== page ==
With Aag (1967), Suleman managed to form a team of his own. He joined forces with writer Agha Hasan Imtisaal, a magician with words, and legendary music director Nisar Bazmi, and their association produced hits such as Jaise Jaantay Nahin (1969), Bewafaa (Suleman’s only film with Waheed Murad, 1970), Sabaq (1972) and Shararat (1976).

Aisay bhi hain meherbaan, Mausam haseen hai lekin, Abhi dhoondh hi rahi thi, Youn zindagi ki raah mein, Ranjish hi sahi and Mera naam tera naam are but just a few famous song that came from the Bazmi-Suleman-Imtisaal trio.

Director Saqib Malik had Runa Laila’s Khilti kali ko dekh kar, from the film Sabaq, remixed for his 2019 film Baaji. “The songs from movies by S. Suleman were always catchy,” he says. “I used to stop whatever I was doing just to listen to the songs on the radio. The reason why I chose the title Baaji for my film was because Suleman Sahib made one with the same title revolving around the life of a middle-aged lady.”

After a good five years, and 10 films with Muhammad Ali and Zeba, Suleman associated himself with the then younger lot of actors such as Nadeem and Shahid. With the loss of the East Pakistan film industry, Nadeem and Shabnam needed a push in their respective careers, and they got the roles they duly deserved after joining hands with S. Suleman. The Nadeem-Shabnam pair clicked on screen after S. Suleman used them in as many as seven of his films.

S. Suleman was famous for selecting women-oriented themes. Take Zeenat (1975), for example. Though it earned Suleman his first Nigar Award as Best Director, the movie is still known as Shabnam’s film, despite the presence of heavyweights such as Nadeem, Shahid and Munawwar Zarif in the main cast.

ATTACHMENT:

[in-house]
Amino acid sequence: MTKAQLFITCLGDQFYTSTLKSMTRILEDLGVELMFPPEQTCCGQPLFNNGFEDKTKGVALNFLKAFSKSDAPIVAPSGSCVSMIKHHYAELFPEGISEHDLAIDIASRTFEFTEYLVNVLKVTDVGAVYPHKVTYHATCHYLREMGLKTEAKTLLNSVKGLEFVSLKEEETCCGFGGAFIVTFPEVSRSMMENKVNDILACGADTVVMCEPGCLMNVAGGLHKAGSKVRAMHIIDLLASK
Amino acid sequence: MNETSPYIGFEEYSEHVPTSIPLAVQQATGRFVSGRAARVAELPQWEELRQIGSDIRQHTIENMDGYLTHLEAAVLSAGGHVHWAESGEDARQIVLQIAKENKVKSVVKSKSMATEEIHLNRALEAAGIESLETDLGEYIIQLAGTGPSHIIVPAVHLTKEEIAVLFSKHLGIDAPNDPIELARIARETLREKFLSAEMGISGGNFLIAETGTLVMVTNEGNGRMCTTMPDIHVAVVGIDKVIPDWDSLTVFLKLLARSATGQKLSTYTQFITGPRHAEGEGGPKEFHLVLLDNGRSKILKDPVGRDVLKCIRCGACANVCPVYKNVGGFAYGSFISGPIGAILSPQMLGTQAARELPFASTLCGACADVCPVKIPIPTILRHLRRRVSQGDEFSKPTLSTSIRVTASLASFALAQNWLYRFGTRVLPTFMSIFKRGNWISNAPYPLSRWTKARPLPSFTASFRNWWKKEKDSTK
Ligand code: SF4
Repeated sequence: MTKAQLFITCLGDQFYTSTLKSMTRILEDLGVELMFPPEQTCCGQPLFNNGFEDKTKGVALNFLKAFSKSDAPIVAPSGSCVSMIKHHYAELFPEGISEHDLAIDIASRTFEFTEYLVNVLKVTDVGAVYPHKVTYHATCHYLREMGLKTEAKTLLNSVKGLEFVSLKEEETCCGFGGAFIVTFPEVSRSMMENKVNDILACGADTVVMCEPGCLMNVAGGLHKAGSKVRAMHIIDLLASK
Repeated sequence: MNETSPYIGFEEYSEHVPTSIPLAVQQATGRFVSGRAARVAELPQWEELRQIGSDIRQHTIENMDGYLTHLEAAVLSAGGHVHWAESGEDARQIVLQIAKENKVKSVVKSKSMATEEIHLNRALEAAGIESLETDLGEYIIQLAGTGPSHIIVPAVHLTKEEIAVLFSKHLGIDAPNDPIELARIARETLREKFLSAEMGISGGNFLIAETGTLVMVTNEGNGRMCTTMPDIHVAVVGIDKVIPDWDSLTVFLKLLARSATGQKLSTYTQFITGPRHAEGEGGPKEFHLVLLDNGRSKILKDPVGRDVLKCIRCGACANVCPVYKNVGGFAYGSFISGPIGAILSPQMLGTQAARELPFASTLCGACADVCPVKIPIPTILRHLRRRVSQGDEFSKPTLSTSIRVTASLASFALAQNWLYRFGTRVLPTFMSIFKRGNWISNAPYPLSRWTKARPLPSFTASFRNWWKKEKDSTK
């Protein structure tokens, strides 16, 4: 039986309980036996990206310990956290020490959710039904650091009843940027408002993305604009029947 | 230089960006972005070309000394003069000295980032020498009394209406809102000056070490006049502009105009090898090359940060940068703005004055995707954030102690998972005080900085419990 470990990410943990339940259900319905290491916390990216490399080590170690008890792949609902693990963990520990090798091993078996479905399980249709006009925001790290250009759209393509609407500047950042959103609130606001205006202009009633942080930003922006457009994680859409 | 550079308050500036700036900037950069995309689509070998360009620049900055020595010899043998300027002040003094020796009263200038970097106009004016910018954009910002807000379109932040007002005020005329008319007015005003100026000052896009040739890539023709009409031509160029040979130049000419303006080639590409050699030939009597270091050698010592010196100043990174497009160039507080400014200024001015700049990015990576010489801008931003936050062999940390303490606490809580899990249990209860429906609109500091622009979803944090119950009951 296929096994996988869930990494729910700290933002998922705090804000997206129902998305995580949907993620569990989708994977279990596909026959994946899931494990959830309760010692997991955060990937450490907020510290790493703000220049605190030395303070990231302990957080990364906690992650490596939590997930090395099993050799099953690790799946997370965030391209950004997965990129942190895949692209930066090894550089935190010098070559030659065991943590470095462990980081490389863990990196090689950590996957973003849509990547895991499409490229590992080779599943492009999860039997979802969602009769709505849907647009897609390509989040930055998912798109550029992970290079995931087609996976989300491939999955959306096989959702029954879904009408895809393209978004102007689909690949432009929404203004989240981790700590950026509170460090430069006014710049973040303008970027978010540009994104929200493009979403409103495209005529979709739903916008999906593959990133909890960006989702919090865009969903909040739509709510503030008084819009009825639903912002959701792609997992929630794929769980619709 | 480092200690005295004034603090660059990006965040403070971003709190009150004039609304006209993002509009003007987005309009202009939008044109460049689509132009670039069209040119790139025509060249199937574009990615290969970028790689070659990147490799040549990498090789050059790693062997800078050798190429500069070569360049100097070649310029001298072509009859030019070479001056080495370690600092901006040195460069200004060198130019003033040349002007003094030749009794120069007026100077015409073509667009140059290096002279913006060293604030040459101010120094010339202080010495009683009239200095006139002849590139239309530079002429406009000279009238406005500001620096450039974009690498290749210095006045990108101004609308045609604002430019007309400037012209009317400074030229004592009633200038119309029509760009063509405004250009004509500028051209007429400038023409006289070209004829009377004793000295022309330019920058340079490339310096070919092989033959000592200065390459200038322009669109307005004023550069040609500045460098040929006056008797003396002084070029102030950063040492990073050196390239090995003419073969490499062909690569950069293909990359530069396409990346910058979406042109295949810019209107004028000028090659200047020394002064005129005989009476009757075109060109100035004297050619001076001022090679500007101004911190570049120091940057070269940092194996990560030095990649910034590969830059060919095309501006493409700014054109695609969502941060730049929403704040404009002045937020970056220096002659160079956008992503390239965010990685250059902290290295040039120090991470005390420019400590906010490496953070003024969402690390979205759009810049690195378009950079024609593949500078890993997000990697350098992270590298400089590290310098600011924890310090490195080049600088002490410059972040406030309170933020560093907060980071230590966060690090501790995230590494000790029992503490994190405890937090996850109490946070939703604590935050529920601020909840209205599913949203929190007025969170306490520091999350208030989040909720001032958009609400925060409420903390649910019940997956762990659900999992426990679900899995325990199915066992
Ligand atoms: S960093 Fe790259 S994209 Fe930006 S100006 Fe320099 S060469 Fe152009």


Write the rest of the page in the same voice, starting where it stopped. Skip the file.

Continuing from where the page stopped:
S. Suleman also had a knack for launching future stars, such as Ghulam Mohiyuddin (Anarri), Babra Sharif (Intezar) and Wasim Abbas (Manzil), or nurturing actors such as Shahid (Ilzam), Najma (Shararat) and Mumtaz (Intezar), who went on to rule 1970s filmdom.

“It was Suleman Bhai who encouraged me to sign on for a short yet powerful role in Anarri, and later cast me as a lead in Shararat, Moam Ki Gurriya and Aaj Aur Kal [all released in 1976],” recalls veteran actor Ghulam Mohyiuddin. With actor Shahid, Suleman worked in six films, between 1976 and 1978, which included comedies such as Abhi Toh Mein Jawaan Hoon, Uff Yeh Biwiaan, and social films such as Mere Hazoor, Pyar Ka Waada and Talaq.

As a director with an excellent sense of framing and a love for music, S. Suleman mentored several legends behind the camera as well. Famed director Javed Fazil joined him as an assistant in 1969, producer/director Syed Noor, the man who initiated a semi-revival of Pakistan films in the 1990s, also assisted S. Suleman before becoming a full-time writer. And, as far as giving a break to singers is concerned, Suleman was behind the debut of Mujeeb Alam (Main khushsi se kyun na gaaon, Lori), Tahira Syed (Yeh mehfil jo aaj saji hai, Muhabbat), and Zille Huma, the daughter of Madam Noor Jehan (Sulag raha hai tann mera, Very Good Dunya Very Bad Log).